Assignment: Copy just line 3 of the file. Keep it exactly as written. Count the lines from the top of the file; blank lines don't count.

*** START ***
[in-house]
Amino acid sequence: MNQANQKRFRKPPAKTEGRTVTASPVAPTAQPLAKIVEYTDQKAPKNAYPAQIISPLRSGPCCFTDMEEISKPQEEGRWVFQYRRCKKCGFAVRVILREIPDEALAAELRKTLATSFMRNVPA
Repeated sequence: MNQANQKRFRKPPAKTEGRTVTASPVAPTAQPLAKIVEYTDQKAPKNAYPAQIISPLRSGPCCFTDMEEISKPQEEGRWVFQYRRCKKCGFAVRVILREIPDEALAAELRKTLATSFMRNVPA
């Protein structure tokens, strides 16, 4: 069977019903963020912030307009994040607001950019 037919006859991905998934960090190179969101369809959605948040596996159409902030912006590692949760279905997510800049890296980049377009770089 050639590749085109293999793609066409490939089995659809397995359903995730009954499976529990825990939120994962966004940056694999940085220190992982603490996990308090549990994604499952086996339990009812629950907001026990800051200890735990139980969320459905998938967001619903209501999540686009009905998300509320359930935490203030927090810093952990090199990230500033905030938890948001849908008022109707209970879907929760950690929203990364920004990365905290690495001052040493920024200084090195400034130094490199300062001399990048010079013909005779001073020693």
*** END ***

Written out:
Repeated sequence: MNQANQKRFRKPPAKTEGRTVTASPVAPTAQPLAKIVEYTDQKAPKNAYPAQIISPLRSGPCCFTDMEEISKPQEEGRWVFQYRRCKKCGFAVRVILREIPDEALAAELRKTLATSFMRNVPA